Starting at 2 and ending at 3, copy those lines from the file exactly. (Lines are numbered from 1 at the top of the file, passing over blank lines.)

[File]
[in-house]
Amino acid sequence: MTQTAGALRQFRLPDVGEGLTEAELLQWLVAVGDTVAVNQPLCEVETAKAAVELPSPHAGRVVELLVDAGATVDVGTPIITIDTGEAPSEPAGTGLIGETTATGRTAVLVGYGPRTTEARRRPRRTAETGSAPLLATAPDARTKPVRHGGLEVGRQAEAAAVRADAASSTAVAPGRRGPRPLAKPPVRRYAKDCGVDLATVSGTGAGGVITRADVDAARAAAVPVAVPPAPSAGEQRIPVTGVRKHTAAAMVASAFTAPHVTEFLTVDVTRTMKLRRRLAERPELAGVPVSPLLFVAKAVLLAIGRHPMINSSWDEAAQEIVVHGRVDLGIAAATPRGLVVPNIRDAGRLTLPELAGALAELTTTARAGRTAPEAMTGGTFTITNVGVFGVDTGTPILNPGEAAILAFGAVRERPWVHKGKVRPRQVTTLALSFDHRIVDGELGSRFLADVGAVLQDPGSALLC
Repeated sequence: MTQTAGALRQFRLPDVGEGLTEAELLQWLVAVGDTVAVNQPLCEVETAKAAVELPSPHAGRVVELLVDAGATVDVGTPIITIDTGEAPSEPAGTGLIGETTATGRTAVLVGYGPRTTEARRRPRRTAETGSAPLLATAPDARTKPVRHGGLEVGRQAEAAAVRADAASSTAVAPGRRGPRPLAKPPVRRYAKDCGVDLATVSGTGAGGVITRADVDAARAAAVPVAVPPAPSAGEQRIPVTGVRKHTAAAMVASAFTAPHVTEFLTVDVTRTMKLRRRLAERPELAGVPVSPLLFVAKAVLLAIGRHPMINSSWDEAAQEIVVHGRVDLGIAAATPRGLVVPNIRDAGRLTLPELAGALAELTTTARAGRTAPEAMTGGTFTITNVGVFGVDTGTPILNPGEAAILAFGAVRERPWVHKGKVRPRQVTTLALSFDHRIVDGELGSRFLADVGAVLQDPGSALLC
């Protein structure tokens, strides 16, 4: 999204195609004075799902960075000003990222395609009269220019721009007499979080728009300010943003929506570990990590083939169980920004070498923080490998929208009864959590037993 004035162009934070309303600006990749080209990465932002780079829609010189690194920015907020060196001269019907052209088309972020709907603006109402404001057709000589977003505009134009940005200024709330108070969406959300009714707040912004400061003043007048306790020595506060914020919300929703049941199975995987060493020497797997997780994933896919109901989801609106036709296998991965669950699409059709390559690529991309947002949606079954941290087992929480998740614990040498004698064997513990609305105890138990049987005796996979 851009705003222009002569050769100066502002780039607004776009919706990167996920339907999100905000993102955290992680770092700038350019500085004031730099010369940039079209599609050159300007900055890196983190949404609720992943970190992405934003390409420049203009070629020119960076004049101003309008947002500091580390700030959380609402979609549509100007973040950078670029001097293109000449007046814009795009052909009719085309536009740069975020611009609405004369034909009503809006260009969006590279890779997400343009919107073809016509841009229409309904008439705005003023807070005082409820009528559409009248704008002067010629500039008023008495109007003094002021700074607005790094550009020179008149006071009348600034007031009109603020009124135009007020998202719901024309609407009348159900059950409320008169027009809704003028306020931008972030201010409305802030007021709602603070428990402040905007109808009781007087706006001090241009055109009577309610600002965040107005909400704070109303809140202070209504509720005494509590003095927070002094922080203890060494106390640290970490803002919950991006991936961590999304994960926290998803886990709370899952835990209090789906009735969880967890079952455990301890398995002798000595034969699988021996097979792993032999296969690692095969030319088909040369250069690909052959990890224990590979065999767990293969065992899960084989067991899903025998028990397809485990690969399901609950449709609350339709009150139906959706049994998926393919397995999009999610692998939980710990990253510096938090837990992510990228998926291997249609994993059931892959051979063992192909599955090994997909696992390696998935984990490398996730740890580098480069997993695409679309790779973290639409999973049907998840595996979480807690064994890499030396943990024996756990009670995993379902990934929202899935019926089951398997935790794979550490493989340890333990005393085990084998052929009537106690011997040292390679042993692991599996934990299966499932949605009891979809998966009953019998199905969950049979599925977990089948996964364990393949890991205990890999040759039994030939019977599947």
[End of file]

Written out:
Amino acid sequence: MTQTAGALRQFRLPDVGEGLTEAELLQWLVAVGDTVAVNQPLCEVETAKAAVELPSPHAGRVVELLVDAGATVDVGTPIITIDTGEAPSEPAGTGLIGETTATGRTAVLVGYGPRTTEARRRPRRTAETGSAPLLATAPDARTKPVRHGGLEVGRQAEAAAVRADAASSTAVAPGRRGPRPLAKPPVRRYAKDCGVDLATVSGTGAGGVITRADVDAARAAAVPVAVPPAPSAGEQRIPVTGVRKHTAAAMVASAFTAPHVTEFLTVDVTRTMKLRRRLAERPELAGVPVSPLLFVAKAVLLAIGRHPMINSSWDEAAQEIVVHGRVDLGIAAATPRGLVVPNIRDAGRLTLPELAGALAELTTTARAGRTAPEAMTGGTFTITNVGVFGVDTGTPILNPGEAAILAFGAVRERPWVHKGKVRPRQVTTLALSFDHRIVDGELGSRFLADVGAVLQDPGSALLC
Repeated sequence: MTQTAGALRQFRLPDVGEGLTEAELLQWLVAVGDTVAVNQPLCEVETAKAAVELPSPHAGRVVELLVDAGATVDVGTPIITIDTGEAPSEPAGTGLIGETTATGRTAVLVGYGPRTTEARRRPRRTAETGSAPLLATAPDARTKPVRHGGLEVGRQAEAAAVRADAASSTAVAPGRRGPRPLAKPPVRRYAKDCGVDLATVSGTGAGGVITRADVDAARAAAVPVAVPPAPSAGEQRIPVTGVRKHTAAAMVASAFTAPHVTEFLTVDVTRTMKLRRRLAERPELAGVPVSPLLFVAKAVLLAIGRHPMINSSWDEAAQEIVVHGRVDLGIAAATPRGLVVPNIRDAGRLTLPELAGALAELTTTARAGRTAPEAMTGGTFTITNVGVFGVDTGTPILNPGEAAILAFGAVRERPWVHKGKVRPRQVTTLALSFDHRIVDGELGSRFLADVGAVLQDPGSALLC